Sudan’s Jihadi Exports to Somalia


While most reports have focused on the potential role and corresponding backlash against ethnic Somalis in regard to the Westgate siege, there continues to be a steady current of activity of Sudanese militants among al-Shabaab, al-Qai’da (AQ), and other armed movements in East Africa.

In findings about the alleged identities of the Westgate attackers, a Sudanese man known by his nom de guerre Abu Baara al-Sudani was thought to have been trained by AQ and commanded a group of at least three other militants linked to al-Shabaab and AQ during the attack–including Omar Nabhan, Khattab al-Kene and Umayr.

The spokesman for the Sudanese Armed Forces denied al-Sudani was a Sudanese national and insisted he was “of Somali origin”–joining the loud chorus scapegoating ethnic Somalis for violence in Kenya.

In the subsequent failed U.S. Navy SEAL raid to capture alleged AQ/al-Shabaab external operations planner Mohamed Abdikadir Mohamed (aka Ikrima), reports said one of those killed by Navy SEALs included a Sudanese known as Sheikh Abdirahim (aka Awab al-Uqba).

Abdirahim was thought to be responsible for training al-Shabaab’s highly feared Amniyaat (intelligence squad). He was also part of a long trend in Sudanese jihadis in Somalia and further abroad.

Origins and Exports

In the 1980s, Sudanese were part of the thousands of foreigners who fought against Soviet-led Afghan forces in Afghanistan.  In the next decade, Osama bin Laden’s residency in Sudan was also key to the development of Sudanese jihadists. He set up camps in the country to train fighters for duty abroad and sent Abu Hafs al-Masri as a liaison to groups like Sheikh Hassan Dahir Aweys‘s al-Itihad al-Islamiya (AIAI) to deliver training and resources.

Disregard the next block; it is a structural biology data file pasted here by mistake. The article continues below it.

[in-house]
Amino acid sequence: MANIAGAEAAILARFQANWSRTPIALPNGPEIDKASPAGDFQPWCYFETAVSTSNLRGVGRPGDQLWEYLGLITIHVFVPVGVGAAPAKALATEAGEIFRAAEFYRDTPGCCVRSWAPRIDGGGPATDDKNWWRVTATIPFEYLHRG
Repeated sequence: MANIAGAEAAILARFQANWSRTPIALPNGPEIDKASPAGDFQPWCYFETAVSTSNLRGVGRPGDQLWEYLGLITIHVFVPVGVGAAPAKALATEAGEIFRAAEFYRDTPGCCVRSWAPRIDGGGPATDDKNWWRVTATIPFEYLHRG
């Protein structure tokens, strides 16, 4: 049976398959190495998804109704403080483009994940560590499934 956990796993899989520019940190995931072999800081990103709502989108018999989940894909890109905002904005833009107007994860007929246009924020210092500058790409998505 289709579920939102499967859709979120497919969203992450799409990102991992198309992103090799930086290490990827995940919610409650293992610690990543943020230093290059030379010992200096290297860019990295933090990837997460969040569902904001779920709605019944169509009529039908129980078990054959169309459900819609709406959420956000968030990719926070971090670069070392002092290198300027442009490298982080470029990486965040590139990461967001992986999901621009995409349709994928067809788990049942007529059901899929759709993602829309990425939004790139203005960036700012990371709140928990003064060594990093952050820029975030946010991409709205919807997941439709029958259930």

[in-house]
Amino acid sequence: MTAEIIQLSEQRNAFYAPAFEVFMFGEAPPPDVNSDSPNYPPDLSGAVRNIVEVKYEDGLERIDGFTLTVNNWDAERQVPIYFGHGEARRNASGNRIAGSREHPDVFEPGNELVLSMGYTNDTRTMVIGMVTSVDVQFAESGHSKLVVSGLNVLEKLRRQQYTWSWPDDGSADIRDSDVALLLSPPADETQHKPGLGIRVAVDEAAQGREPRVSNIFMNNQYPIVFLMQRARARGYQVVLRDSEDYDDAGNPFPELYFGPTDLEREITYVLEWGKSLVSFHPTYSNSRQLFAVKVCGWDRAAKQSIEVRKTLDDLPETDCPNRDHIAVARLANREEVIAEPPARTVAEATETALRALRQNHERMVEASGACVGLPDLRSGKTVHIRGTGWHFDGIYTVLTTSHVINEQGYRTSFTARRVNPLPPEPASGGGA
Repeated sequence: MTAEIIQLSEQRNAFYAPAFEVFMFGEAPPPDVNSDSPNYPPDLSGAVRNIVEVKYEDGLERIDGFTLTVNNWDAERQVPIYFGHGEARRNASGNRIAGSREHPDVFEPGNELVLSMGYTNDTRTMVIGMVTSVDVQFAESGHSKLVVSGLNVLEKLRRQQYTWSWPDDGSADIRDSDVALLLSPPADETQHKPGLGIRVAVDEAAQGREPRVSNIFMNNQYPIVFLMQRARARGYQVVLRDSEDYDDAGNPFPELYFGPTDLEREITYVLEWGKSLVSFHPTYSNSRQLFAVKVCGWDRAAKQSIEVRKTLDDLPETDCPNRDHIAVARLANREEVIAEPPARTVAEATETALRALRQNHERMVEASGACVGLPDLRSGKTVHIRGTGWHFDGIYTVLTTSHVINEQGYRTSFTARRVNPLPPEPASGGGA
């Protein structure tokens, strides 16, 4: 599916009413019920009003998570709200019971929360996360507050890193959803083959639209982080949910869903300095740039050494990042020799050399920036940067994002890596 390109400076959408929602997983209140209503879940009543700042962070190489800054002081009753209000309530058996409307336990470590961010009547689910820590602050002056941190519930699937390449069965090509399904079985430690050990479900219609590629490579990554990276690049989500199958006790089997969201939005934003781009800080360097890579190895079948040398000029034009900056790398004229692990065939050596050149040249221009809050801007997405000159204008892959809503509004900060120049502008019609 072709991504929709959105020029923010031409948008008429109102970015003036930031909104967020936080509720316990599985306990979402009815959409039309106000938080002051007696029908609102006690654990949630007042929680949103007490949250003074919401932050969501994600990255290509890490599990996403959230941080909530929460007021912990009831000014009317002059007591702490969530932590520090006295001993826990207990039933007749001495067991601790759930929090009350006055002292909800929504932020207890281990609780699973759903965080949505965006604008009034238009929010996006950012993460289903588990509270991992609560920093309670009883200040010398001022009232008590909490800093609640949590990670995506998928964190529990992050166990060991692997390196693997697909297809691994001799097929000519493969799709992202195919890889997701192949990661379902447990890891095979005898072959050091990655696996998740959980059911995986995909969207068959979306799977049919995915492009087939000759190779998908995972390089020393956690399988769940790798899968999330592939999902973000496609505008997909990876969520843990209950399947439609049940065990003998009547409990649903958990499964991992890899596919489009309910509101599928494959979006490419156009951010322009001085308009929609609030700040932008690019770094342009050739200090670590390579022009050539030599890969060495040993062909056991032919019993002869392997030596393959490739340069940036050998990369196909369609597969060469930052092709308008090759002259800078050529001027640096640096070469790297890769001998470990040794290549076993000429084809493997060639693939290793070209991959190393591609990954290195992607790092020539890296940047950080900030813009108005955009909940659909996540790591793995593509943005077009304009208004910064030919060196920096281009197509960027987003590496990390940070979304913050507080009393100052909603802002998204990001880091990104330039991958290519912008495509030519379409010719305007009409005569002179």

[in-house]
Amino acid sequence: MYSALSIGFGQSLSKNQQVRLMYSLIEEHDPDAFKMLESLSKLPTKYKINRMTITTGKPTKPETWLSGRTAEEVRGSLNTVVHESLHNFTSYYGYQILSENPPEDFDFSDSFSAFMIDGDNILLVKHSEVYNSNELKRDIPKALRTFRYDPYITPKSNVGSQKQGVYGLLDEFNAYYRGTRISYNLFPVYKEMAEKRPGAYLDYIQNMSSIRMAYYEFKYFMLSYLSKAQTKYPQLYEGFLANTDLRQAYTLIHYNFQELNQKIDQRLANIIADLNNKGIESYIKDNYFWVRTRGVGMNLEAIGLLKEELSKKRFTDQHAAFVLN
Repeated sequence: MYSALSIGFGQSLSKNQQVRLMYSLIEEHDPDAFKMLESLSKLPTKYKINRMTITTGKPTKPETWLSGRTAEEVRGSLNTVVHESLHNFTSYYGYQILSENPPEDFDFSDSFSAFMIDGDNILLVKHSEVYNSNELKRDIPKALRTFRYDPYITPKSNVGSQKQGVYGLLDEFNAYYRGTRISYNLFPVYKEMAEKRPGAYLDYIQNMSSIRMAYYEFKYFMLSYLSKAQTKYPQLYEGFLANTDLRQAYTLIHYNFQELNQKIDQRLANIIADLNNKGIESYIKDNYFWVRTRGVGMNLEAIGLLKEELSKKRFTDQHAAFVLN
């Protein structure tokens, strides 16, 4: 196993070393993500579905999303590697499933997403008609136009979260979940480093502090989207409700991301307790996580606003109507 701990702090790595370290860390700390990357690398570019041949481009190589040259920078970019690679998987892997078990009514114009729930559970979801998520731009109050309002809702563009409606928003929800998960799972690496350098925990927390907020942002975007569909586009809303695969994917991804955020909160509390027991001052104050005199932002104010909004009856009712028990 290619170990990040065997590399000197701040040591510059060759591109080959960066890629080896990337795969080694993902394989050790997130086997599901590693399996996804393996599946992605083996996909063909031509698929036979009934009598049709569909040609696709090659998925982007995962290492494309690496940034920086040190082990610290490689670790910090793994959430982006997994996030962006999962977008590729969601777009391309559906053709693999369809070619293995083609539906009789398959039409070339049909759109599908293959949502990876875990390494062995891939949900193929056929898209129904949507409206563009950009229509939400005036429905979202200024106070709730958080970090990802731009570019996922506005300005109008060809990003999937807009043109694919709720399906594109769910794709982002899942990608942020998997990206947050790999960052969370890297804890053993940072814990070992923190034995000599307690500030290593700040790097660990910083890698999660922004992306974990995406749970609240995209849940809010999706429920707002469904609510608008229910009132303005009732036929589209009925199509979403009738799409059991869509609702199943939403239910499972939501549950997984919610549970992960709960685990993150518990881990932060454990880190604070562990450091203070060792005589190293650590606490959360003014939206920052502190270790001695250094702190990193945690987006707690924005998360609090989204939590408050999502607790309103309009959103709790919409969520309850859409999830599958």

But, AQ’s Somalia ventures were characterized by “frequent extortion” by Somali clans, other local clan dilemmas, and difficulties transiting in and out of the country.

These factors may have played into the list of reasons why bin Laden was reluctant to accept al-Shabaab as an official affiliate–a move his successor Ayman al-Zawahiri questionably reversed in February 2012.

After Sudan relented to pressure to kick bin Laden out of the country in 1996, many Sudanese jihadis with the help of AQ continued to ply their trade abroad rather than domestically due to threats from Sudan’s security apparatus and the overall unpopularity of a religious revolution brought about by the gun.

By the early 2000s, Sudanese such as bin Laden associate and alleged AQ in East Africa leader Tariq Abdullah (aka Abu Talha al-Sudani) had trained in Lebanon with Hezbollah to become an explosives expert and was reportedly critical to several successful bombing operations in Kenya and Tanzania, as well as a planned operation in Djibouti. Before his death in 2007, he had also been responsible for training militants in Somalia (of which one of remains in Guantanamo Bay).

More recently, the July 2013 United Nations Somalia and Eritrea Monitoring Group (UNSEMG) report claimed that as early as 2011, AQ leader Ayman al-Zawahiri had designated a Sudanese man in his 50s only known by his first name “Hassan” to be a key liaison with al-Shabaab leader Ahmed Abdi Godane.